Trees in the curb zone
There are many streets in Portland that lack planting strips or do not have enough space behind the curb for new trees to thrive. Many of these streets are in East Portland. These areas have lower levels of roofing and household income than other neighborhoods.
The Portland Bureau of Transportation (PBOT), Urban Forestry, and the Bureau of Environmental Services (BES) are working together to address this issue with a pilot project to create new space for trees in the curb/parking zone. The Curb Trees pilot project offers the three offices the opportunity to collaborate on the installation of new street tree plantings. These new curb designs slow traffic to improve road safety and make room for trees on roads that they wouldn’t otherwise have.
The project comes directly from the recently adopted Pedestrian Master Plan (PedPDX) and the PBOT’s Pedestrian Design Guide. These efforts are a result of public support for more innovative approaches to tree planting in Portland. The pilot project is funded by PBOT and a Percent for Green grant from BES.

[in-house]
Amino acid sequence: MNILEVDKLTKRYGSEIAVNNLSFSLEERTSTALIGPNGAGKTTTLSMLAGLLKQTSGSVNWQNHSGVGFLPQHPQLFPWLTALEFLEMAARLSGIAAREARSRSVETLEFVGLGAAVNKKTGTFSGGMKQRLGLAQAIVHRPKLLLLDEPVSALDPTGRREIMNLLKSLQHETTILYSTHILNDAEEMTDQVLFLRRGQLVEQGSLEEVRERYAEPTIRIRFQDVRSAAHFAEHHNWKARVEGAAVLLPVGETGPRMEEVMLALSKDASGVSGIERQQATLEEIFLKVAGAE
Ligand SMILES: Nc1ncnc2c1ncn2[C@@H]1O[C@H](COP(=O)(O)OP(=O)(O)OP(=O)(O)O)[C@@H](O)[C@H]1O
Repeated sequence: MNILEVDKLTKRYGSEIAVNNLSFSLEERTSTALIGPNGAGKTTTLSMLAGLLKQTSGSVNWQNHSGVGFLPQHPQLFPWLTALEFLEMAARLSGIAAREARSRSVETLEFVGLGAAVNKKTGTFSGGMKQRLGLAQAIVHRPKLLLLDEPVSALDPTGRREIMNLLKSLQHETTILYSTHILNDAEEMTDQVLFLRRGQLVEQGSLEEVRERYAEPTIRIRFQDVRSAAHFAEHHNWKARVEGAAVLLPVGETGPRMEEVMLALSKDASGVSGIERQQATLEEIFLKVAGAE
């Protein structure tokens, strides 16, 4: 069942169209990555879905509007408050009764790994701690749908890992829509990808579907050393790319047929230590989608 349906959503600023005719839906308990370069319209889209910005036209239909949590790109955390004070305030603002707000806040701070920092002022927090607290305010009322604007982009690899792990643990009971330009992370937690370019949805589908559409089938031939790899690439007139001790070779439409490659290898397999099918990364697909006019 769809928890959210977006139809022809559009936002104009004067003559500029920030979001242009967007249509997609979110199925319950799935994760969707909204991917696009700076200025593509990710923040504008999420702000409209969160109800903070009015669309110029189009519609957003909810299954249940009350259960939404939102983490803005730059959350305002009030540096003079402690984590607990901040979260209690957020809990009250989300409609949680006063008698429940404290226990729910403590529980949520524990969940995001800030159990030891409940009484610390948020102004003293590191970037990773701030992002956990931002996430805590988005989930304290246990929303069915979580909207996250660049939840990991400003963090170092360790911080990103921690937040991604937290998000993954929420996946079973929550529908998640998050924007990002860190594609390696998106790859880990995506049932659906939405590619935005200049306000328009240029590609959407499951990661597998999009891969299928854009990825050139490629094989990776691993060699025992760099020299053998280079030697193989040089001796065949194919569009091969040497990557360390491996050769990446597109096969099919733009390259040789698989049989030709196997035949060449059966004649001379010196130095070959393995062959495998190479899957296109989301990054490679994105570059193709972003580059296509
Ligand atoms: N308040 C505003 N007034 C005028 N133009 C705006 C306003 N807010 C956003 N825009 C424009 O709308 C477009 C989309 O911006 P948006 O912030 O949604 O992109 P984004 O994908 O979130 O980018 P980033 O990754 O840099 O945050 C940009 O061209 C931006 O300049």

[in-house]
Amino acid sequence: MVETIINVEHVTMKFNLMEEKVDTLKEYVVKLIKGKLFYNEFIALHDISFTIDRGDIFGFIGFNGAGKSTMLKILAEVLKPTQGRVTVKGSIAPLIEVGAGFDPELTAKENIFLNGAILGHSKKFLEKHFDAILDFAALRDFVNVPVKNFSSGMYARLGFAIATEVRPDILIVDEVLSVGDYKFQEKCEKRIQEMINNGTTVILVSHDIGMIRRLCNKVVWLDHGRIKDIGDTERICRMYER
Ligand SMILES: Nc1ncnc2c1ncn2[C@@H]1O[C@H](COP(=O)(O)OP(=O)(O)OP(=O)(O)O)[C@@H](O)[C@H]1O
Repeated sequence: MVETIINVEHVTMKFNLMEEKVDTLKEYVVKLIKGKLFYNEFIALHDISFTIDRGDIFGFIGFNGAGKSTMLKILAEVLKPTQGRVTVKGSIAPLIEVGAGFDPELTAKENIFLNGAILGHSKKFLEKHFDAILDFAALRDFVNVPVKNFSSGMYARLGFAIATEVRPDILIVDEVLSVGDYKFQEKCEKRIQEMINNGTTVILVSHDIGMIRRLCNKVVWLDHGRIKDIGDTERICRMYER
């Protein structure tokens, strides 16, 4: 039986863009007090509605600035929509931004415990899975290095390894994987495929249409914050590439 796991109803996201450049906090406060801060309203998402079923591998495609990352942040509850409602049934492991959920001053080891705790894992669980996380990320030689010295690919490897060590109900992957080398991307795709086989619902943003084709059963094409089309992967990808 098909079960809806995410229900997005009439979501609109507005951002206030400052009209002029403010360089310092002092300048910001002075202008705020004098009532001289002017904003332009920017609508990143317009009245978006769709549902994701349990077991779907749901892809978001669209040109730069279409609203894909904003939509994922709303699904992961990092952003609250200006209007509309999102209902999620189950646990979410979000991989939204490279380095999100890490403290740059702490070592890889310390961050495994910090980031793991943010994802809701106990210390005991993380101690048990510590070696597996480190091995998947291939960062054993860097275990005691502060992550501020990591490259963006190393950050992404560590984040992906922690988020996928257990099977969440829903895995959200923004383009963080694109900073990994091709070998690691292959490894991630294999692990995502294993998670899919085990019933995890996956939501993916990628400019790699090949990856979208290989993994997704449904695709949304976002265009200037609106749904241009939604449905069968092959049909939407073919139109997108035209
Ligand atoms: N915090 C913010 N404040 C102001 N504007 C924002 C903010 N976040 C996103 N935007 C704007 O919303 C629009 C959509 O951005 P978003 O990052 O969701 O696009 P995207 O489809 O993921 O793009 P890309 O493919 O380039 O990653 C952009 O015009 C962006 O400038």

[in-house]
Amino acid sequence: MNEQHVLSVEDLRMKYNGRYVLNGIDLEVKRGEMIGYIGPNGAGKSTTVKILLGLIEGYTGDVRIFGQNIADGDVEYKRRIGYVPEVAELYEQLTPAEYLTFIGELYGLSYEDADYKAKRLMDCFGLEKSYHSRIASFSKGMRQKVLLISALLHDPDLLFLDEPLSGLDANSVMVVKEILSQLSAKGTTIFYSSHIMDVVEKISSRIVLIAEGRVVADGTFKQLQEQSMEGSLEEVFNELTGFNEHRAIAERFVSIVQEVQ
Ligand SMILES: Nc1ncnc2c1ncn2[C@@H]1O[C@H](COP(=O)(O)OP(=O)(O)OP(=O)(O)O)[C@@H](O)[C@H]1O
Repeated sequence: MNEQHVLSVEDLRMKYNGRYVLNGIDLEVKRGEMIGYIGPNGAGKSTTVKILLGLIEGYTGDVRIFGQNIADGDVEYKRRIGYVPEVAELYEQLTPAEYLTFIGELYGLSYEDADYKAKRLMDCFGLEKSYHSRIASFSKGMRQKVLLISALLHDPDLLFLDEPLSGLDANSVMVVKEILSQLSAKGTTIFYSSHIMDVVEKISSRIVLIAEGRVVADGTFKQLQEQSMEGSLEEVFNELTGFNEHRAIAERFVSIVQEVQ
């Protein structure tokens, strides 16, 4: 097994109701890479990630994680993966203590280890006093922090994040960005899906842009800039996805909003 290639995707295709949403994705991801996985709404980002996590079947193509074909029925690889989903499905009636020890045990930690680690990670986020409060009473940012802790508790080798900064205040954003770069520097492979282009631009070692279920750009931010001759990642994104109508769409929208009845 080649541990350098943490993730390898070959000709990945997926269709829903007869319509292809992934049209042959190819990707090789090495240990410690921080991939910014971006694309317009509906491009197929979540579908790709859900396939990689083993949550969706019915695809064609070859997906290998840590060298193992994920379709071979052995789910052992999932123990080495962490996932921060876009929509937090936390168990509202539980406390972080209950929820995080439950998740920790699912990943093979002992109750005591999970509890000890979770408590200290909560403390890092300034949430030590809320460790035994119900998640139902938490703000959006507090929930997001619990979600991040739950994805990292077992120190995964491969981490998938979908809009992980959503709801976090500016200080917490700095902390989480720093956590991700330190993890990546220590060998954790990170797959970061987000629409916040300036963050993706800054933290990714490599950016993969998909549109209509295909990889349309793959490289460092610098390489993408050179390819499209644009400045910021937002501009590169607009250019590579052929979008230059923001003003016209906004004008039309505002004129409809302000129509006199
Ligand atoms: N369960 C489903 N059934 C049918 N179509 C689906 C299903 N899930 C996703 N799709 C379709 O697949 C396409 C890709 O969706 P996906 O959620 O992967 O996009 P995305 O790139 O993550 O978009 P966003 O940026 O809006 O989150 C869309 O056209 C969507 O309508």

Urban Forestry works with PBOT in all phases of planning and implementation of the project. Urban Forestry’s role is to provide expertise on tree care and spacing requirements, as well as feedback on design. Urban Forestry will conduct species selection, planting and establishment for five years.
Project team members hope that the designs developed can serve as a template for future plantings in other parts of the city.
The Pedestrian Design Guide provides information on innovative tree planting practices such as B. Trees in the Curb Zone. This diagram is conceptual and not a technical drawing.